He gave no isnads for his information, and made no pretense that the information contained in his commentary in any way went back to the prophet or to his companions. These are his own thoughts. It is then remarkable that his explanations are found in Bukhari’s (d.870) chapter on Qur’an commentary (Bab at-Tafsir), and in his canonical collection of traditions (As-Sahih), which is considered to contain only those traditions which are from the prophet and his companions (F. Sezgin, i, 83).
A second great philologist was the Persian Az-Zamakhshari (d.1144). He was a Mutazilite (who believed the Qur’an was created by God, vs. the orthodox belief that it was uncreated, resembling the Christian tenet on the Trinity) 19.
Though he was Persian his commentary was philological and syntactical. For example, he tried to explain the peculiar phrase in Sura 6:2, which states, “And a term is stated in his keeping.” The word order goes against the grammatical rule which states: ‘that in a nominal phrase in which the predicate consists of a preposition and a noun or pronoun, and in which the subject is indefinite, the predicate precedes the subject’ 20. His explanation, however, is not convincing to modern readers. He remained silent on those problems he feels unable to solve. Those who came after did not like this and thus wrote in dozens of adaptions to his commentary 21.
The great exegete, Muhammad ‘Abduh had problems with the grammatical problems within the Qur’an as well, and thus did not embark upon a Qur’anic commentary. His pupil Rashid Rida was not satisfied, however, and so added many grammatical pieces of information regarding the text of the Qur’an in the Manar Koran Commentary.
Amin al-Khuli got around the grammatical problems by maintaining that the Qur’an came to humanity in an Arab garb, and therefore in order to understand it we should know the Arabs of that time as much as possible 22.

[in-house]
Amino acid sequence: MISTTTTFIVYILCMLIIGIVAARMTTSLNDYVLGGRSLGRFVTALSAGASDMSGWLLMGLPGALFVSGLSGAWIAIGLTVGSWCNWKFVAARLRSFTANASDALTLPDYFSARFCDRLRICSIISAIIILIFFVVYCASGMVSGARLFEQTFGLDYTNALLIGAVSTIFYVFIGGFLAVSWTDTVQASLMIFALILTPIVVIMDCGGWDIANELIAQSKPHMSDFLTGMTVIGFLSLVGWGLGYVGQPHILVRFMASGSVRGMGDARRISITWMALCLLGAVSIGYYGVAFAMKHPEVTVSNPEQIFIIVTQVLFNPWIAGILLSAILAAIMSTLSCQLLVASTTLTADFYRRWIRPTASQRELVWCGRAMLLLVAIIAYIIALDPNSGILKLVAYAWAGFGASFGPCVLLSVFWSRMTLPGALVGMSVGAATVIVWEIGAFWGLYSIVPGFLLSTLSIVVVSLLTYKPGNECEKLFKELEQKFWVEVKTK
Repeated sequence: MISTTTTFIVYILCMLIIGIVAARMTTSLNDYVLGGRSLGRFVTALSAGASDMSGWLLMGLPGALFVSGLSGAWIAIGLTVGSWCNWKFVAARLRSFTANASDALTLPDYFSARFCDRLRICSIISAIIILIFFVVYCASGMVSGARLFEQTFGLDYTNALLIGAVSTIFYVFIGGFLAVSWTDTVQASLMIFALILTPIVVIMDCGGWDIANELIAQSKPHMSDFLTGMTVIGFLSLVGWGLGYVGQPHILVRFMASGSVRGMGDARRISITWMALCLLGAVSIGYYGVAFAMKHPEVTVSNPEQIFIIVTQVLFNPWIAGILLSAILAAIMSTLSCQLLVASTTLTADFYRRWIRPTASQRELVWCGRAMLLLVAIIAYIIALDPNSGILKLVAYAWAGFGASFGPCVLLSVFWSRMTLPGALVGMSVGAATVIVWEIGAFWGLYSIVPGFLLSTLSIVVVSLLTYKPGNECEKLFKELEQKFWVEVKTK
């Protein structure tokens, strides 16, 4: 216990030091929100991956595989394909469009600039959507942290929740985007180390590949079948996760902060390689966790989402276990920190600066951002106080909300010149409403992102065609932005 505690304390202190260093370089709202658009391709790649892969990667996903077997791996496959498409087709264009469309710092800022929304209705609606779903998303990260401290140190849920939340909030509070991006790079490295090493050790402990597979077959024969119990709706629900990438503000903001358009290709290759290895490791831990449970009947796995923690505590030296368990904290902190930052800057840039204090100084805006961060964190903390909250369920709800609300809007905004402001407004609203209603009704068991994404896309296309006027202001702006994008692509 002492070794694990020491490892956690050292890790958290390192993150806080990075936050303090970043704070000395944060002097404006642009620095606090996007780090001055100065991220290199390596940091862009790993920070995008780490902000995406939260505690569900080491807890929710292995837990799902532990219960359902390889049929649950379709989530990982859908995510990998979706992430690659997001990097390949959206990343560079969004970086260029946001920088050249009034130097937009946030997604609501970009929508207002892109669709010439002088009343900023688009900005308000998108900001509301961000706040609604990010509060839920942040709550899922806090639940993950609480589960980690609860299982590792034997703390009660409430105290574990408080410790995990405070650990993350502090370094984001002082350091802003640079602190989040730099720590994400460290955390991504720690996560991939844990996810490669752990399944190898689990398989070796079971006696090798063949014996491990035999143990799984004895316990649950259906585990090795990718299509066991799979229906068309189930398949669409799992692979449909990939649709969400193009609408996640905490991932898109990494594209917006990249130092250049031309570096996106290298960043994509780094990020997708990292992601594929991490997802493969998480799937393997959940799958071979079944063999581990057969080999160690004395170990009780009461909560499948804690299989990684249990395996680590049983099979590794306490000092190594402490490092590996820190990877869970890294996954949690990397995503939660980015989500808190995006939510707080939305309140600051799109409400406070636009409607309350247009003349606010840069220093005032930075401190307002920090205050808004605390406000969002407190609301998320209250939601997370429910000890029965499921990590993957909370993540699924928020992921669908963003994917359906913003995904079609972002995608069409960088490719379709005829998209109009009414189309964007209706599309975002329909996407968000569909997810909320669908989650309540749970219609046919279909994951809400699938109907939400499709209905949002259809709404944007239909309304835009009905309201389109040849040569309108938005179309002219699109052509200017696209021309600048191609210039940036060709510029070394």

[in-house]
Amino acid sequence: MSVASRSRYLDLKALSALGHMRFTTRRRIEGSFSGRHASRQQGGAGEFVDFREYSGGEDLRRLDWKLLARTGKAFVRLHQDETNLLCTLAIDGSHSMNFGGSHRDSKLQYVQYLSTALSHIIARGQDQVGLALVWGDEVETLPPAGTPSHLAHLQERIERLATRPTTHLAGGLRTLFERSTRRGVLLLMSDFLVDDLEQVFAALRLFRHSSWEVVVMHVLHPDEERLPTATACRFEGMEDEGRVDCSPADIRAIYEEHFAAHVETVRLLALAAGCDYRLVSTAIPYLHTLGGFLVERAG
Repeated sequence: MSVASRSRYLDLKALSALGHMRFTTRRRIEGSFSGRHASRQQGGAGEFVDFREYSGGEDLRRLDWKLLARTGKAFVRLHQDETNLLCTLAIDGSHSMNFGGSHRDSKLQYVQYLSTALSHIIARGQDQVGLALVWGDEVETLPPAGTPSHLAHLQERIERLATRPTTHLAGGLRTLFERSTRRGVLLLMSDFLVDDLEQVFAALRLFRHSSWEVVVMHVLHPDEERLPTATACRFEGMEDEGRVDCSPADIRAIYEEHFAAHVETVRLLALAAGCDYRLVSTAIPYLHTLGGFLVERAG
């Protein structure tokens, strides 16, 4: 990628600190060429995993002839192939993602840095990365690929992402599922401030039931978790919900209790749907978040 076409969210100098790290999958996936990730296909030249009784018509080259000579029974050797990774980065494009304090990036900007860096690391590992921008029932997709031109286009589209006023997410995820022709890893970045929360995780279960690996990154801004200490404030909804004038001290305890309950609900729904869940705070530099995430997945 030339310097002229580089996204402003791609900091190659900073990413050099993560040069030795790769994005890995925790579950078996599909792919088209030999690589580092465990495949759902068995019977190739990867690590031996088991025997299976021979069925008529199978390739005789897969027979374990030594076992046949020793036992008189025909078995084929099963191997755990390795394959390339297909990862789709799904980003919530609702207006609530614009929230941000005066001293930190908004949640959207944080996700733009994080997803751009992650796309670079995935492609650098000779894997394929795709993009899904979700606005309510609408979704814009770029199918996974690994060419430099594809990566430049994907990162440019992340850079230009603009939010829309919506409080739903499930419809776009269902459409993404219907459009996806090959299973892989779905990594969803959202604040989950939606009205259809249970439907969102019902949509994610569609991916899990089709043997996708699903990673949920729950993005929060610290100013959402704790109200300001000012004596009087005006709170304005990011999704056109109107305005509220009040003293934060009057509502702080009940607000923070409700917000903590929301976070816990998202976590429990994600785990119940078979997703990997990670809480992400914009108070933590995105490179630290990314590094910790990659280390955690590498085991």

He advocated a historical-critical study of the Qur’an; suggesting one should study first the history, society, and language of the people to which it was addressed, and only then interpret the Qur’anic verses in light of these studies. This is reffered to as the e mente auctoris principle, which means to take out of the text only that which was envisaged by the author 23.
Others disagreed, saying Muhammad was not the author, but God; consequently it was written with a universal context, which is just as applicable today.
Khuli demanded three criteria in his philological study of the Qur’an: 1) that any subject must be studied using every passage in the Qur’an which deals with that subject, and not just one instance; 2) that one must study the meaning of every word using parallel instances when it is used; and 3) that one should see how the Qur’an combines these words into sentences and then observe the psychological effect the language has on its hearers 24.
A student of Khuli, Muhammad Ahmad Khalafallah, wrote a thesis on stories of the earlier prophets in the Qur’an, maintaining that though they (the stories) were not necessarily historically correct. Their importance, he felt, lay in the religious values (qiyam) they contained 25. For obvious reasons Khalafallah lost his position in the university soon after.
Khuli’s widow, Bint as-Shati’, more prudently printed two commentary volumes in 1962 of seven short Suras by Khuli. All were taken from the Meccan period and did not include any legal material, nor any material from the “Biblical” prophets who preceded Muhammad, nor any history of their times. They were simply religious suras, so as not to attract the attention of “heresy hunters.”